No. Your therapist will not reveal to your partner information that you ask him or her not to disclose. While we don’t encourage secrets between partners we understand that the decision to reveal information can sometimes be complicated. If you’re like most people, you’ll find it immensely helpful to sort through information that you have been keeping to yourself with a therapist. For the counseling process to work, you will need to be fully honest with your therapist. It’s possible that you could reveal a secret that may lead your therapist to conclude that couples counseling cannot be helpful unless you are willing to reveal it to your partner. If you are unwilling or not ready, your therapist may recommend discontinuing couples counseling while you and/or your partner work individually.
Your therapist will want to meet with you and your partner together for the first hour of counseling. Then, most often your therapist will want to have separate individual meetings of 45 minutes to one hour. During these initial meetings your therapist will be focusing mostly on gathering information and coming to understand your situation — not giving out advice or suggestions. We’ve been helping couples long enough to know that it’s unwise to run off “half-cocked” before we really understand your relationship and each of your beliefs and feelings. But after these initial sessions, you can expect your therapist to discuss candidly his or her observations in a straight-forward way, and he or she will suggest a concrete plan for how to make things better. The therapist will welcome your input and together you will decide how to proceed.
The process will vary depending upon the needs or your situation. Couples typically engage in regular counseling sessions for 3-6 months, but some come for just a few sessions while others feel that they continue to benefit from more than than 6 months. If you’re not seeing hopeful signs within three months, the process probably isn’t working and you should consider other options. The decision on whether to continue or not at any point is entirely yours and your therapist will encourage you to stop whenever you feel ready.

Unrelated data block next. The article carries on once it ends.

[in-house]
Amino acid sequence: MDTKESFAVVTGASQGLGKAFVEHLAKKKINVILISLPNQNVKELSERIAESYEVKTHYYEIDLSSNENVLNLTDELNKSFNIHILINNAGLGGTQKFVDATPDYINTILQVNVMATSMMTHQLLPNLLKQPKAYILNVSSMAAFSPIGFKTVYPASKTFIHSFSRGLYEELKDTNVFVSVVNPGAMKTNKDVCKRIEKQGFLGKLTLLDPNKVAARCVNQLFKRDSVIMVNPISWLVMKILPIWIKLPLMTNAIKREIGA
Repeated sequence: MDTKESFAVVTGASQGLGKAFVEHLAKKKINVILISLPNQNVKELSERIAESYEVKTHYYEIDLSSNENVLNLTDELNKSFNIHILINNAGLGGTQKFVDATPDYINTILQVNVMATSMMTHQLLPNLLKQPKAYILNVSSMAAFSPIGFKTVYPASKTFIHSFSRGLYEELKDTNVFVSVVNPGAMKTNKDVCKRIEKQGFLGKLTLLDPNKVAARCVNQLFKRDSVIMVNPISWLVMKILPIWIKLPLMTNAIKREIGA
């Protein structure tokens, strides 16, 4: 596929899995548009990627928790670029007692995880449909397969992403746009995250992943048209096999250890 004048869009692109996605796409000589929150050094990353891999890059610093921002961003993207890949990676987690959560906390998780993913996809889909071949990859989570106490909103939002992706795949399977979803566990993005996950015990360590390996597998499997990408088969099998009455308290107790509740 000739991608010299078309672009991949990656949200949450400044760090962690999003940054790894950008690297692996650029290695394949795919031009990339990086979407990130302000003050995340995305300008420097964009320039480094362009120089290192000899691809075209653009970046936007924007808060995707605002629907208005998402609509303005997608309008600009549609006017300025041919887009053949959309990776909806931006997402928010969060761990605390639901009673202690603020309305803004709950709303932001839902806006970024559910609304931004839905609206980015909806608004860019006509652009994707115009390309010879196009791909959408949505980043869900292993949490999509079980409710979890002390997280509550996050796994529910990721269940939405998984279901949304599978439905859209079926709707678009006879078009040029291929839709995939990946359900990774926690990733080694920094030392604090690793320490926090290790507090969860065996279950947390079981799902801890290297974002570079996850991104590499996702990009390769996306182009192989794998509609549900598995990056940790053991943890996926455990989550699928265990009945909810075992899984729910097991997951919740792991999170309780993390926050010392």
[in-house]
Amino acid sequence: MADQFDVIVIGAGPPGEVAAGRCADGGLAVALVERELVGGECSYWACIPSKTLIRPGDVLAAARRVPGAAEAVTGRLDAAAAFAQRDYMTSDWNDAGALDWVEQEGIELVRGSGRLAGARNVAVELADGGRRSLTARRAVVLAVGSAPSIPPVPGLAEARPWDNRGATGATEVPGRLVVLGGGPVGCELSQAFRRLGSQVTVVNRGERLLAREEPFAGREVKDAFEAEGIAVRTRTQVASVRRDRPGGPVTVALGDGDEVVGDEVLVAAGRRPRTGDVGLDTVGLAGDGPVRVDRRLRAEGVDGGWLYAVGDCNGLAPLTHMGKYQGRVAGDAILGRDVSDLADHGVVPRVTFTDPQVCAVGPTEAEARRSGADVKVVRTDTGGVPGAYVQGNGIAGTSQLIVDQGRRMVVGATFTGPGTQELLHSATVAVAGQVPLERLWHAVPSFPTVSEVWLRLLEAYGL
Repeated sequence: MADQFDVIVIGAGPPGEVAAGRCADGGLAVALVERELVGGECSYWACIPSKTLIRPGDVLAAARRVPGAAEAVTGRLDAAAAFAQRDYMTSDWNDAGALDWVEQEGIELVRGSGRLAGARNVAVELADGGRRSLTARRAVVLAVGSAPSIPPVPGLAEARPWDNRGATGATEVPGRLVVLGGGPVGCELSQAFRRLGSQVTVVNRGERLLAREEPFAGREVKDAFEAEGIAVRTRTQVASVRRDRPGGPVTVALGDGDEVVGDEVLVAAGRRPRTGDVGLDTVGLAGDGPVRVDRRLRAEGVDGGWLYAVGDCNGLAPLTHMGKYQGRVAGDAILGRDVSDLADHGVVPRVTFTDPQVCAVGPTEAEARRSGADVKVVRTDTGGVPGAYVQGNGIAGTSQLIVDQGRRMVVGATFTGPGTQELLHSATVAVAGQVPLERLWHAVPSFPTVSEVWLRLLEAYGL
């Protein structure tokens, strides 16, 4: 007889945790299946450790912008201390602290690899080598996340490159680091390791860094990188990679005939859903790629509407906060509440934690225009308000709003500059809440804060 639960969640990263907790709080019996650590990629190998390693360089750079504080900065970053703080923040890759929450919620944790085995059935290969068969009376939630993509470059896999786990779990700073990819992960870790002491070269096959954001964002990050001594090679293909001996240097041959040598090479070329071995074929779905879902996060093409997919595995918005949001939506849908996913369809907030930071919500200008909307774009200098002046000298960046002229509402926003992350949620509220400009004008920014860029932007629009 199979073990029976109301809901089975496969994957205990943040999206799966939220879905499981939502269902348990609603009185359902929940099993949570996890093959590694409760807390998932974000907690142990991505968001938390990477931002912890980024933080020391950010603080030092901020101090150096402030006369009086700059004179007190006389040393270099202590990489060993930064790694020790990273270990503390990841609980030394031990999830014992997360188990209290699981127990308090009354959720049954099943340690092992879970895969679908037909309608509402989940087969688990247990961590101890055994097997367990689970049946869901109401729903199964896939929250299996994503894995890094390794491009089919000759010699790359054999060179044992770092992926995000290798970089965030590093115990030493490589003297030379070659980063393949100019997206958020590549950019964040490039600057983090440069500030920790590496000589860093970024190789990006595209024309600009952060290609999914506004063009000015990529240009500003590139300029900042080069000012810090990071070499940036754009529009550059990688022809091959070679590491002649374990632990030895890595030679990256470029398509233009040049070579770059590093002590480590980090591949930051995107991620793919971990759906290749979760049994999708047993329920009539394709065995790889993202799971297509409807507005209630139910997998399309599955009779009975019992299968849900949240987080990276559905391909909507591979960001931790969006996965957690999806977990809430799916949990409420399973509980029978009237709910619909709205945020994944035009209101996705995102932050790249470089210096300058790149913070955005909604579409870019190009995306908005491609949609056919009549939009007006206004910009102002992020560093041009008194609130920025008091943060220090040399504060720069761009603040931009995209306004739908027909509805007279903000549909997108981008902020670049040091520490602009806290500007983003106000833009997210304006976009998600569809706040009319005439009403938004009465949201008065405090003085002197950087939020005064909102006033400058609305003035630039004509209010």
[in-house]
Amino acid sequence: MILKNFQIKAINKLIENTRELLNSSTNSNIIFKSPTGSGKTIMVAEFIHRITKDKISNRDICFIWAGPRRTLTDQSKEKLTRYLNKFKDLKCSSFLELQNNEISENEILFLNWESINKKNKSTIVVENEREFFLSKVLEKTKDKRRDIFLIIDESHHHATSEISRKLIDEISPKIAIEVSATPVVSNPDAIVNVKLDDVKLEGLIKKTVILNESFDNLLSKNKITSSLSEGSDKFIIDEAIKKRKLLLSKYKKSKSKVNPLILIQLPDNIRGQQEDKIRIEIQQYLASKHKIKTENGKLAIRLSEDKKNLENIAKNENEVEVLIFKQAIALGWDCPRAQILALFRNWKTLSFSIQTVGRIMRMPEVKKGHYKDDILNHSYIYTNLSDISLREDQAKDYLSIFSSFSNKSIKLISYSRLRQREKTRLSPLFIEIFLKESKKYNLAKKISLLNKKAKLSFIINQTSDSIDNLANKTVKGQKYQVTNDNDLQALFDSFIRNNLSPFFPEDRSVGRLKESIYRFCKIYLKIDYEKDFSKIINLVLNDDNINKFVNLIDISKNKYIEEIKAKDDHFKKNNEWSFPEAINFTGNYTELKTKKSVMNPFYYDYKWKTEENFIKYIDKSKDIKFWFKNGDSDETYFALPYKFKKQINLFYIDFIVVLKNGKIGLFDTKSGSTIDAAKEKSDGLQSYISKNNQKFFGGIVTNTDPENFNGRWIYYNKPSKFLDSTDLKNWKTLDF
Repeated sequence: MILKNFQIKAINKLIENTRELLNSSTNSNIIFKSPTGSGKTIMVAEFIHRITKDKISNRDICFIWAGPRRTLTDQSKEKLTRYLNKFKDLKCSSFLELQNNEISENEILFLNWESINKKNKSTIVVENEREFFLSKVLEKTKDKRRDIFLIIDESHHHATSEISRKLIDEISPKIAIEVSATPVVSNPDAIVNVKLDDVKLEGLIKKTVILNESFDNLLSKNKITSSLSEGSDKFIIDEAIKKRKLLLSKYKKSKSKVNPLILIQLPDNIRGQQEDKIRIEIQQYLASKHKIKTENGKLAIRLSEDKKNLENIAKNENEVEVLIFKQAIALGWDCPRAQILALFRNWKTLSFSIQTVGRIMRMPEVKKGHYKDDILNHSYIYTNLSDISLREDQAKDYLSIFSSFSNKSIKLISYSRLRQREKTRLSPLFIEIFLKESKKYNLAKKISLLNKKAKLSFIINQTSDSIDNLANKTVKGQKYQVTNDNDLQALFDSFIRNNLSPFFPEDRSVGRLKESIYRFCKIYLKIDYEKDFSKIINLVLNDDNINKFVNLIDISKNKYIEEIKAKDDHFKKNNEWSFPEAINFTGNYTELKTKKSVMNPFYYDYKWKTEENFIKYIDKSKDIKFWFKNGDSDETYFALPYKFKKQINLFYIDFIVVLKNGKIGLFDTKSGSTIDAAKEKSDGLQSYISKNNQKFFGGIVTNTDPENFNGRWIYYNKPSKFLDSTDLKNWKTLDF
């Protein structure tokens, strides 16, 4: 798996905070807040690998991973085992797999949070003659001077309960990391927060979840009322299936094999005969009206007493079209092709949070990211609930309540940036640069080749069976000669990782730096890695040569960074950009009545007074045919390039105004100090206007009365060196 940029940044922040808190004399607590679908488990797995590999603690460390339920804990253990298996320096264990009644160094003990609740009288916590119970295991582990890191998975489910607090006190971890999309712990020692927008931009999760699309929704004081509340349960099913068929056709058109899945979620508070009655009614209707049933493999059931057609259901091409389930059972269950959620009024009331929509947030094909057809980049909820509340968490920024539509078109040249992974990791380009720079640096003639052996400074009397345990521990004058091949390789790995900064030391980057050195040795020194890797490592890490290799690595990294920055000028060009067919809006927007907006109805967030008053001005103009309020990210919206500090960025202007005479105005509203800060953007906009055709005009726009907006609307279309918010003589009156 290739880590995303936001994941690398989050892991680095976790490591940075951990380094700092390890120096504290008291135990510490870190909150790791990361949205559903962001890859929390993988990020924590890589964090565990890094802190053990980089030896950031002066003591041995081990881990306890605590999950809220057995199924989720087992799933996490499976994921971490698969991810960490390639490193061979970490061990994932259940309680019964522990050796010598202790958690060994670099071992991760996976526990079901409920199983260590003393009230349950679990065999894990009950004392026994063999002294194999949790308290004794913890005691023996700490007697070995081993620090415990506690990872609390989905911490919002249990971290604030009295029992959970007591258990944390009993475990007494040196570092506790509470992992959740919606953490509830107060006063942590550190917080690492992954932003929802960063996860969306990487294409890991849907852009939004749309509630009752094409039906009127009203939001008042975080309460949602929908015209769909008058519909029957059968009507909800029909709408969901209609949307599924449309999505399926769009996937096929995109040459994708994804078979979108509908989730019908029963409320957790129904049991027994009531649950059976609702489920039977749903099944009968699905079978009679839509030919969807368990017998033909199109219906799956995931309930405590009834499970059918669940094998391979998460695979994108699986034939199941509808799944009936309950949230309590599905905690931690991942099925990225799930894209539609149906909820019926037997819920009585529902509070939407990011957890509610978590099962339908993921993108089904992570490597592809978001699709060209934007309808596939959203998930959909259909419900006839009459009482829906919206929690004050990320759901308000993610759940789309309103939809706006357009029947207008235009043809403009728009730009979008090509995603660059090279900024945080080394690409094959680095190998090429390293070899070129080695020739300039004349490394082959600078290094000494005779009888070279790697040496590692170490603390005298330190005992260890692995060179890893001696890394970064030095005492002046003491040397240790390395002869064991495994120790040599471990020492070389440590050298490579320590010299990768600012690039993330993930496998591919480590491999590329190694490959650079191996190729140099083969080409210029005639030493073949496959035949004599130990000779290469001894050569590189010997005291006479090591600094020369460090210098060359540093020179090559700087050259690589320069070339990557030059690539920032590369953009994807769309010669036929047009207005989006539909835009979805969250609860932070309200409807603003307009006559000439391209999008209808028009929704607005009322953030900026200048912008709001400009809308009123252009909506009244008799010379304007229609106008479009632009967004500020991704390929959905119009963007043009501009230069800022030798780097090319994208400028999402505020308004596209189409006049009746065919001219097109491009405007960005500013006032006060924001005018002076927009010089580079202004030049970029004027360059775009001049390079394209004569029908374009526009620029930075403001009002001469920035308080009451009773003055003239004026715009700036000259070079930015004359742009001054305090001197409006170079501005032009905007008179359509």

If there is ongoing physical aggression in your relationship, couples counseling is usually not the best choice until internal changes take place in a person that enable the aggressive acts to be controlled. However, sometimes going through the initial assessment sessions will help motivate an aggressive partner to get individual treatment. Couples therapy may also be of limited or no value if one or the other partner is engaged in an ongoing secret affair or is making covert significant financial decisions without the other partner’s knowledge).
Scientific evidence suggests that people function best when they sustain satisfying, committed relationships over time. Correspondingly, we encourage people to make every reasonable effort to repair their relationships before moving on. However, not all relationships can be repaired and sometimes separating is the best choice. While your therapist may encourage you to carefully consider all of the angles, ultimately we believe that each person must make decisions that he or she believes to be best.